=D “as well as our portfolio transition from Symbian products to Lumia products.”

    Still in transformation, MR Elop? ;)

    • Random Random says:

      Well.

      The competition started long before Nokia. It’s now 6,5 years since iOS started and almost almost 5,5 years since Android was launched.

      Nokia should have killed Symbian in 2008 in order to survive with the mobile phones, but they failed to do that and this is what happened when Nokia gave the competition to start long before them.

      • zlutor says:

        any relevance to comment you have commented? ;-)

        • Random Random says:

          Yes.

          Nokia started the transition from Symbian too late.

          This is the reason why it’s still an ongoing process.

          It should be quite obvious even for you.

          • jiipee says:

            No its not. Nokia killed Symbian Q1 2011. That is 10 mobile equivalent years ago.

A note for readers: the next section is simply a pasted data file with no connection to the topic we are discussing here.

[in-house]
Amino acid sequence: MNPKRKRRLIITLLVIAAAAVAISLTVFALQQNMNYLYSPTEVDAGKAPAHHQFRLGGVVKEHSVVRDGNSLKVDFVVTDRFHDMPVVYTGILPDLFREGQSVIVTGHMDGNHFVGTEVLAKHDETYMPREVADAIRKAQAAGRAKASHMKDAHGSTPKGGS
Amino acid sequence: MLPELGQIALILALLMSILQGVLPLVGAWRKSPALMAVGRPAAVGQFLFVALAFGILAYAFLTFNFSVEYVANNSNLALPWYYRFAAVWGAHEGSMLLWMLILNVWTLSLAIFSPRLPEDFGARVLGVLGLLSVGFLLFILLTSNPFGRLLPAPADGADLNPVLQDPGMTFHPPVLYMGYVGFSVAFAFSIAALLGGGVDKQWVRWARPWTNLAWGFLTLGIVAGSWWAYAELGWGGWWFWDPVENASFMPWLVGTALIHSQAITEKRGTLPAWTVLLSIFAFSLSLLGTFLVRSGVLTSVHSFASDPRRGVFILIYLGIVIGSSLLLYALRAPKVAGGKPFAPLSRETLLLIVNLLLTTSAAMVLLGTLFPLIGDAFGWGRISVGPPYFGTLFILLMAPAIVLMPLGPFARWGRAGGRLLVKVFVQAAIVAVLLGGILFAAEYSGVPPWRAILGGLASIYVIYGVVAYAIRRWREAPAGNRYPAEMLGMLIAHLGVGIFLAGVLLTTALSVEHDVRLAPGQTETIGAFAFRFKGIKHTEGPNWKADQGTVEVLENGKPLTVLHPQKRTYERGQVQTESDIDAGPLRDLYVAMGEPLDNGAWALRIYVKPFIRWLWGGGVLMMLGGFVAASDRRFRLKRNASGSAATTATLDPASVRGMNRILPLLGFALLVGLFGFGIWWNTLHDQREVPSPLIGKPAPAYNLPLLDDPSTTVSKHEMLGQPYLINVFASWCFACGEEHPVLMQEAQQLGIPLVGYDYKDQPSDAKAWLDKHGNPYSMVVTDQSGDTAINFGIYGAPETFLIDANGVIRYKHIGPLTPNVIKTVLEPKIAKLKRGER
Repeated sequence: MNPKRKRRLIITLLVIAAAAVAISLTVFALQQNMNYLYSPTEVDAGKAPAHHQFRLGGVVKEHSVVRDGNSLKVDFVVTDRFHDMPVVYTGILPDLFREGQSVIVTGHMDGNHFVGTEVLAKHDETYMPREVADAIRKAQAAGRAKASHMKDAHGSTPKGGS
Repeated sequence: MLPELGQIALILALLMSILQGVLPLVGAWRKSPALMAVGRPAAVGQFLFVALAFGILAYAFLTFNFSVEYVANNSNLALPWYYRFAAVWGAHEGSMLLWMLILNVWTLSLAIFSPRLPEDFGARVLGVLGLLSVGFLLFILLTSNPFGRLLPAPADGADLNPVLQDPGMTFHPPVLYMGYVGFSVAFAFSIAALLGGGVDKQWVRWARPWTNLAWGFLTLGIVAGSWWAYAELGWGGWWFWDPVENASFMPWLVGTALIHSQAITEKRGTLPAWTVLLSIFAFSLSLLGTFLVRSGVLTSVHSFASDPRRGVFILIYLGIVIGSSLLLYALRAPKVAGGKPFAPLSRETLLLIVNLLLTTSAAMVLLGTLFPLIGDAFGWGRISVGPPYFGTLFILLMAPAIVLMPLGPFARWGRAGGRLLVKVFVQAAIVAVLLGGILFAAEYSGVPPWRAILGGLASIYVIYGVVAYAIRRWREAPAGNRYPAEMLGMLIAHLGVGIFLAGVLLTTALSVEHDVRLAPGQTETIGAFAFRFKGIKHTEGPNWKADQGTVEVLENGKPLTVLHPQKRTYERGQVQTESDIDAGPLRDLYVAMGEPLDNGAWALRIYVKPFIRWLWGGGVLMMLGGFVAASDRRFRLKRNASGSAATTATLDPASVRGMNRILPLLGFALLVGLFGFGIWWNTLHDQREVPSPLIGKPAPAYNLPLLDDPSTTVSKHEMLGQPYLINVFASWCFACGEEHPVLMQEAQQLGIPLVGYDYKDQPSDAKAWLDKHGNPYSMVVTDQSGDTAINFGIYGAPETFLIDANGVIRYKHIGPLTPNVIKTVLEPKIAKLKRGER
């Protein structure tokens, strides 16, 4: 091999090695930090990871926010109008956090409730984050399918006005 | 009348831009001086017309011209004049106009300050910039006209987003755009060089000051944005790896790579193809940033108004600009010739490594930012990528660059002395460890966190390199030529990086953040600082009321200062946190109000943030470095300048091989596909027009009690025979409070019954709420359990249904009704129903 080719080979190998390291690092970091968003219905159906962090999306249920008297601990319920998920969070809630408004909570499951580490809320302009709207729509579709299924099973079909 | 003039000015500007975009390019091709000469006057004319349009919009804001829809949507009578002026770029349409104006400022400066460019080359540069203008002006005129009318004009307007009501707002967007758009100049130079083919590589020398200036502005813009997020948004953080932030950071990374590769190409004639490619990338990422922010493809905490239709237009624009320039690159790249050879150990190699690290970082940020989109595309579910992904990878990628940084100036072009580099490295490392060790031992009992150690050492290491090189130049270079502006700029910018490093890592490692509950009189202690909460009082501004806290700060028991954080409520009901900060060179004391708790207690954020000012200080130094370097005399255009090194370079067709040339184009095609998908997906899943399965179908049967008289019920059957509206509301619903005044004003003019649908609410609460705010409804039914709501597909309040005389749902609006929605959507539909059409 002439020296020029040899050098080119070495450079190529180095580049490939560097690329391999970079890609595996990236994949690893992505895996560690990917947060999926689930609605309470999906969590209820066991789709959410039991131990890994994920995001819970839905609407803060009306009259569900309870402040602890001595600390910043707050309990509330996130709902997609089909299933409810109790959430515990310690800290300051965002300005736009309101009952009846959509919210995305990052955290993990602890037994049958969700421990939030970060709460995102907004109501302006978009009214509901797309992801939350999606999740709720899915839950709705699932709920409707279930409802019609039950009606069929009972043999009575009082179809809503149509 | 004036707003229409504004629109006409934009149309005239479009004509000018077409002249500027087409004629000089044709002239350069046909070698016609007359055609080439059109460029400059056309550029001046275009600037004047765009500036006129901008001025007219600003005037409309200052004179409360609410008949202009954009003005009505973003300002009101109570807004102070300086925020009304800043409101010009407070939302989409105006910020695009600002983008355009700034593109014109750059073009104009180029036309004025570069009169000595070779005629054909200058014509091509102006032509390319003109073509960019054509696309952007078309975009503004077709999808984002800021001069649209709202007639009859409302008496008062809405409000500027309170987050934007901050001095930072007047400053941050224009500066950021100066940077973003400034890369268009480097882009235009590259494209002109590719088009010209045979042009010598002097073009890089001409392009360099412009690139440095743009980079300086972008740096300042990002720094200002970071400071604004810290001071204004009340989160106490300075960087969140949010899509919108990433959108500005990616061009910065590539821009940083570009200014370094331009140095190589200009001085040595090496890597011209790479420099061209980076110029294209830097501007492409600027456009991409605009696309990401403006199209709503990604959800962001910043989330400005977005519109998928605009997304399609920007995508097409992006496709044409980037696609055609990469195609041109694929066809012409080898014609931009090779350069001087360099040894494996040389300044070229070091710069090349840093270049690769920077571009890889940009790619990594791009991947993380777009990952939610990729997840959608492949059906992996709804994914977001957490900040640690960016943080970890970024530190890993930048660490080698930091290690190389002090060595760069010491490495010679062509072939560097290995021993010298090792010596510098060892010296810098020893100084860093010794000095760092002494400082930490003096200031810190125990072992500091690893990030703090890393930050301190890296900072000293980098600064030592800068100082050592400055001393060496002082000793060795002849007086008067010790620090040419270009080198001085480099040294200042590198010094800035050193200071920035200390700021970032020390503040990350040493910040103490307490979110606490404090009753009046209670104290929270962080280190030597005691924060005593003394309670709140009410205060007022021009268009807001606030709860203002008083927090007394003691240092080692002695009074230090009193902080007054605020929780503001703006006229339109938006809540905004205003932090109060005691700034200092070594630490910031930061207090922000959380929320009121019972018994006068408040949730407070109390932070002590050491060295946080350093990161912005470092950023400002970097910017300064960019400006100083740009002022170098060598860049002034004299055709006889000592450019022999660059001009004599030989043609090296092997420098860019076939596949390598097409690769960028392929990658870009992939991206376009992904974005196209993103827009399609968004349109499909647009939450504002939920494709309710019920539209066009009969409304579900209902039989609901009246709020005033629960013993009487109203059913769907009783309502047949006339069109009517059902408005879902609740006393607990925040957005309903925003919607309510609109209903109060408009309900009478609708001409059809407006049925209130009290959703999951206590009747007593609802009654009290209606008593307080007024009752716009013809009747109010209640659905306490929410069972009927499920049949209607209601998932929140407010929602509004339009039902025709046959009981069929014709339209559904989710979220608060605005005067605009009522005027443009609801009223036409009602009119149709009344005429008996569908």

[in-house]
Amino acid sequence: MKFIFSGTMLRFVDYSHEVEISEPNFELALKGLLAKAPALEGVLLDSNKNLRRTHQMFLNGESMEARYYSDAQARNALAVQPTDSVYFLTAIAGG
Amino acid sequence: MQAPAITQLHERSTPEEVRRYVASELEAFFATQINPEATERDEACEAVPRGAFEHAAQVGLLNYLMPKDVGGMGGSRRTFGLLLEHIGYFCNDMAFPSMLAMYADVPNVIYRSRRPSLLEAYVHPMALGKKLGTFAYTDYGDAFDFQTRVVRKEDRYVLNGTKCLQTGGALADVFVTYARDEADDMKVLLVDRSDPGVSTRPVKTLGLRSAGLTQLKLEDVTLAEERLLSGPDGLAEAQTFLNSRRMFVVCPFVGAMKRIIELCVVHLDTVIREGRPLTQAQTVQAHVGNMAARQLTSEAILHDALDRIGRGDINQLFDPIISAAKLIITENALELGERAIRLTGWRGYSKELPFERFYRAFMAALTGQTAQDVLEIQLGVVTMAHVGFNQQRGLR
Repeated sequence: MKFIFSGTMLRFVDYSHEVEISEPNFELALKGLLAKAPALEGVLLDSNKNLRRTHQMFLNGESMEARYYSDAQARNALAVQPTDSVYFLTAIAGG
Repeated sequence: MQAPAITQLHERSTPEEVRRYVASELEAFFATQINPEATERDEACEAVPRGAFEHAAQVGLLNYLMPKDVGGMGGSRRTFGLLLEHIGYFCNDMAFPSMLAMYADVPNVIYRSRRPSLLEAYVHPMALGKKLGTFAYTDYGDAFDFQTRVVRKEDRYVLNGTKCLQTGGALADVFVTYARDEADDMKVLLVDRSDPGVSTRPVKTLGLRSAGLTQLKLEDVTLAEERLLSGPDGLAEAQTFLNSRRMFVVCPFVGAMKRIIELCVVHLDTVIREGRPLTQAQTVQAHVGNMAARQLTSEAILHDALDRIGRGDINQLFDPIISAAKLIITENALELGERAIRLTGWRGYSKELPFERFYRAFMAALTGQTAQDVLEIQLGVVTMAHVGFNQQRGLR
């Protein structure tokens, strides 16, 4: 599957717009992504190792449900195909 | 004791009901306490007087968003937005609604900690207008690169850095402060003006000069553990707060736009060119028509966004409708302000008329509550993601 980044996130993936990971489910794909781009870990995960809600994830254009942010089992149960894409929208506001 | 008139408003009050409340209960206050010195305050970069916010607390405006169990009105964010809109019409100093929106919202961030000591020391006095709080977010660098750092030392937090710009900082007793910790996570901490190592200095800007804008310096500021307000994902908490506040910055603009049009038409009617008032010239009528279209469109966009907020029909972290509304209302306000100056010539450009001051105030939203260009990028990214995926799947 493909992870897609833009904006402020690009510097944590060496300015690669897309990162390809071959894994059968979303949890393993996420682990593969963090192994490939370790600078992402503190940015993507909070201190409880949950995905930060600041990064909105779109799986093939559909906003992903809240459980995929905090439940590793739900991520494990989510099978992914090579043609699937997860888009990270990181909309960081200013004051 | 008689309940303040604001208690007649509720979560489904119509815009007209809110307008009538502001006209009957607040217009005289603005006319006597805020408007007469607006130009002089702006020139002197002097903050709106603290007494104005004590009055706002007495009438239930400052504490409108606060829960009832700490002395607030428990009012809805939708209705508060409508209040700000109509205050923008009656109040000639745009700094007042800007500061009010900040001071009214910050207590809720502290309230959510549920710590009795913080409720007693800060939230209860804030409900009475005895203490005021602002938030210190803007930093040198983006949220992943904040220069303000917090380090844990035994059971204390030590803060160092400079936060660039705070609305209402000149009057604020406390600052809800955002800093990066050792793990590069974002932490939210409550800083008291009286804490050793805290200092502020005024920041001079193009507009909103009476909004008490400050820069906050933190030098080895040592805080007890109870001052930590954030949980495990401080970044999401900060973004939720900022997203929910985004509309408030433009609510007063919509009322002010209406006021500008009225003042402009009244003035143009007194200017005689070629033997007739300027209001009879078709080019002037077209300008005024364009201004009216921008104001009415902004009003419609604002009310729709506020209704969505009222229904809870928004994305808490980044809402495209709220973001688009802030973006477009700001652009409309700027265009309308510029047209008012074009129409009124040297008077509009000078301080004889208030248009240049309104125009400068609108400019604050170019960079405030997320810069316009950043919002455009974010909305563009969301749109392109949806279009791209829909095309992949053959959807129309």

Symbian is history, past – let it go to rest in peace Random.

            • Janne says:

              Well, didn’t Nokia just mention Symbian themselves? Symbian certainly didn’t cease to exist Q1/2011. We would have much less 808 trolls here if it did. :)

              I guess they did that to account for year-to-year changes. This time last year Nokia still sold some amount of Symbian devices. I wonder how many Symbian devices are still sold today? Some are for sure. I wouldn’t be surprised if Nokia still had some in some warehouses or at least some distributors somewhere.

              • jiipee says:

                yes they did and there I started with commenting: “Still in transformation, MR Elop?”

              • Marc Aurel says:

                According Nokia Q3 2012 was the last quarter of “significant” Symbian device sales. Some 808s and some corporate phones (E7, E6 and 701) have been sold after that from old inventory, but even compared to the less than stellar WP sales they have been pretty insignificant.

          • zlutor says:

            “It should be quite obvious even for you.” – wow, what a polite man(?)…

            It is clear – even for me, you know – 2013 was the last year Nokia produced Symbian phone.

            Mentioning it in the report is kind of O.K. even though it should have zero effect in Q4. it was not so elegant and seems to be an excuse but literally true.